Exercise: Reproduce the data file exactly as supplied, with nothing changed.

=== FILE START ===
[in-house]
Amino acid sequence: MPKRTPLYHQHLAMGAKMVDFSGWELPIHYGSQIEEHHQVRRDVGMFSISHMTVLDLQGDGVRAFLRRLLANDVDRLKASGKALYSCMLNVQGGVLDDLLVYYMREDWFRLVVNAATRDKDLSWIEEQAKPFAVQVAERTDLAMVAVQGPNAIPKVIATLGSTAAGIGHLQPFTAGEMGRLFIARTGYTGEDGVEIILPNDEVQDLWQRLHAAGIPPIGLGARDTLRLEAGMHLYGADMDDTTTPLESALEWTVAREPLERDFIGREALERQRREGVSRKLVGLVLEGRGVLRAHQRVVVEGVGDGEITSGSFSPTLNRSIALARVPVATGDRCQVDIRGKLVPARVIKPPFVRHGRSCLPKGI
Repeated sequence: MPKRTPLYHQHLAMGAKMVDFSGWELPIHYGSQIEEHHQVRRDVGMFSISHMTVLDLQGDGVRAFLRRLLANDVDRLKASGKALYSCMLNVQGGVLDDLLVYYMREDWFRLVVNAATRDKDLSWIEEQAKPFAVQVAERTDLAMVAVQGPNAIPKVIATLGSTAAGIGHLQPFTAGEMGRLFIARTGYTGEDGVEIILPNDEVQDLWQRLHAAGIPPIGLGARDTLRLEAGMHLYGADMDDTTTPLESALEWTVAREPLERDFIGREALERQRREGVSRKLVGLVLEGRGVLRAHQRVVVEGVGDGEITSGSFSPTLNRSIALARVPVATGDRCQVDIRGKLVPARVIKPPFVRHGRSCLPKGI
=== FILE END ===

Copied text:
[in-house]
Amino acid sequence: MPKRTPLYHQHLAMGAKMVDFSGWELPIHYGSQIEEHHQVRRDVGMFSISHMTVLDLQGDGVRAFLRRLLANDVDRLKASGKALYSCMLNVQGGVLDDLLVYYMREDWFRLVVNAATRDKDLSWIEEQAKPFAVQVAERTDLAMVAVQGPNAIPKVIATLGSTAAGIGHLQPFTAGEMGRLFIARTGYTGEDGVEIILPNDEVQDLWQRLHAAGIPPIGLGARDTLRLEAGMHLYGADMDDTTTPLESALEWTVAREPLERDFIGREALERQRREGVSRKLVGLVLEGRGVLRAHQRVVVEGVGDGEITSGSFSPTLNRSIALARVPVATGDRCQVDIRGKLVPARVIKPPFVRHGRSCLPKGI
Repeated sequence: MPKRTPLYHQHLAMGAKMVDFSGWELPIHYGSQIEEHHQVRRDVGMFSISHMTVLDLQGDGVRAFLRRLLANDVDRLKASGKALYSCMLNVQGGVLDDLLVYYMREDWFRLVVNAATRDKDLSWIEEQAKPFAVQVAERTDLAMVAVQGPNAIPKVIATLGSTAAGIGHLQPFTAGEMGRLFIARTGYTGEDGVEIILPNDEVQDLWQRLHAAGIPPIGLGARDTLRLEAGMHLYGADMDDTTTPLESALEWTVAREPLERDFIGREALERQRREGVSRKLVGLVLEGRGVLRAHQRVVVEGVGDGEITSGSFSPTLNRSIALARVPVATGDRCQVDIRGKLVPARVIKPPFVRHGRSCLPKGI